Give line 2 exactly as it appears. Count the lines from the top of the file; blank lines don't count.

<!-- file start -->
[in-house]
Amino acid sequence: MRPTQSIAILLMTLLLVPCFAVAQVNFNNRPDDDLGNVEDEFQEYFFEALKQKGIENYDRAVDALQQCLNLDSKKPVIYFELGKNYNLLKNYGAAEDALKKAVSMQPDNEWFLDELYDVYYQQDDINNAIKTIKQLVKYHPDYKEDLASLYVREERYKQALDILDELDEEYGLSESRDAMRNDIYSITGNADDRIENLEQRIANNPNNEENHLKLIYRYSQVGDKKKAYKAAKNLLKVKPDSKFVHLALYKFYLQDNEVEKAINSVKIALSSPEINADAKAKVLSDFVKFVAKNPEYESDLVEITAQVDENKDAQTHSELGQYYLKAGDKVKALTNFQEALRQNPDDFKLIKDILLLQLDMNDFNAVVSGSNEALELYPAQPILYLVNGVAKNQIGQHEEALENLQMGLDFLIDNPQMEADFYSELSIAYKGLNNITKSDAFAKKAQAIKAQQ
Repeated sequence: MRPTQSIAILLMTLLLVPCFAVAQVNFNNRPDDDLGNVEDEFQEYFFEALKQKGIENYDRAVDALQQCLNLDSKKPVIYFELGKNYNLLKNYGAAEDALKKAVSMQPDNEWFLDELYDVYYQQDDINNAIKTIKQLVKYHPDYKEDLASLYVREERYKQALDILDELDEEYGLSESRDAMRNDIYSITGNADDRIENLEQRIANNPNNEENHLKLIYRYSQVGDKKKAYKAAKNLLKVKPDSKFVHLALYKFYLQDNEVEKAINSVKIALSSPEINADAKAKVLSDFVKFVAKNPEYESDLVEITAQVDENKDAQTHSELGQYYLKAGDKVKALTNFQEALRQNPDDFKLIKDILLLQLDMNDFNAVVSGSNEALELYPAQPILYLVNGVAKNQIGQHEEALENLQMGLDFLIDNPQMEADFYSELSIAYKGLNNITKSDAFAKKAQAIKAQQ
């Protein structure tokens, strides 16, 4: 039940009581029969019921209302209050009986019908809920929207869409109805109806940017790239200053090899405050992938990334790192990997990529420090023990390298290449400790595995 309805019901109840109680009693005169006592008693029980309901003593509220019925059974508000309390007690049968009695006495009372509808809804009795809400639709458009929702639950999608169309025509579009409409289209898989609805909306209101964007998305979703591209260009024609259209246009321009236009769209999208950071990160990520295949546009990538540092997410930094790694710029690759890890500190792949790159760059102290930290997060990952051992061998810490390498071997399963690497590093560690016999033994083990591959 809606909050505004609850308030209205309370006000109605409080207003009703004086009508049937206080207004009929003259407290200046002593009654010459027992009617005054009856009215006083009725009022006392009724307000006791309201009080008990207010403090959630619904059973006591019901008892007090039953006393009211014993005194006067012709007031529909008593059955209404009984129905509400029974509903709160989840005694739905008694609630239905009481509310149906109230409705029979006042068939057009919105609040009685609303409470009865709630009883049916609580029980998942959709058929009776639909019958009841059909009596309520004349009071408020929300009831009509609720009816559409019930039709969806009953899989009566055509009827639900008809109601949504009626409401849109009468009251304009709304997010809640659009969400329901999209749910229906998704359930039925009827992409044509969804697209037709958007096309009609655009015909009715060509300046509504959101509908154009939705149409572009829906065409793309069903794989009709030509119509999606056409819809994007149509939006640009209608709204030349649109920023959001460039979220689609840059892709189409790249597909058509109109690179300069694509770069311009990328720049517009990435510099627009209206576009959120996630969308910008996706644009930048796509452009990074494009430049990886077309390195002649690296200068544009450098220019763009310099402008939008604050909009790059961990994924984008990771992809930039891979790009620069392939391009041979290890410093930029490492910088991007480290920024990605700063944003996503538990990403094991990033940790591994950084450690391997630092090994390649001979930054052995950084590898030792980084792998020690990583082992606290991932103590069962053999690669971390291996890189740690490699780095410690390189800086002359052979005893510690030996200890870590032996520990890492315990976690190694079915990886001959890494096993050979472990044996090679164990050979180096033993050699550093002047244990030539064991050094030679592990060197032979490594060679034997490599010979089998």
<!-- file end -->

Amino acid sequence: MRPTQSIAILLMTLLLVPCFAVAQVNFNNRPDDDLGNVEDEFQEYFFEALKQKGIENYDRAVDALQQCLNLDSKKPVIYFELGKNYNLLKNYGAAEDALKKAVSMQPDNEWFLDELYDVYYQQDDINNAIKTIKQLVKYHPDYKEDLASLYVREERYKQALDILDELDEEYGLSESRDAMRNDIYSITGNADDRIENLEQRIANNPNNEENHLKLIYRYSQVGDKKKAYKAAKNLLKVKPDSKFVHLALYKFYLQDNEVEKAINSVKIALSSPEINADAKAKVLSDFVKFVAKNPEYESDLVEITAQVDENKDAQTHSELGQYYLKAGDKVKALTNFQEALRQNPDDFKLIKDILLLQLDMNDFNAVVSGSNEALELYPAQPILYLVNGVAKNQIGQHEEALENLQMGLDFLIDNPQMEADFYSELSIAYKGLNNITKSDAFAKKAQAIKAQQ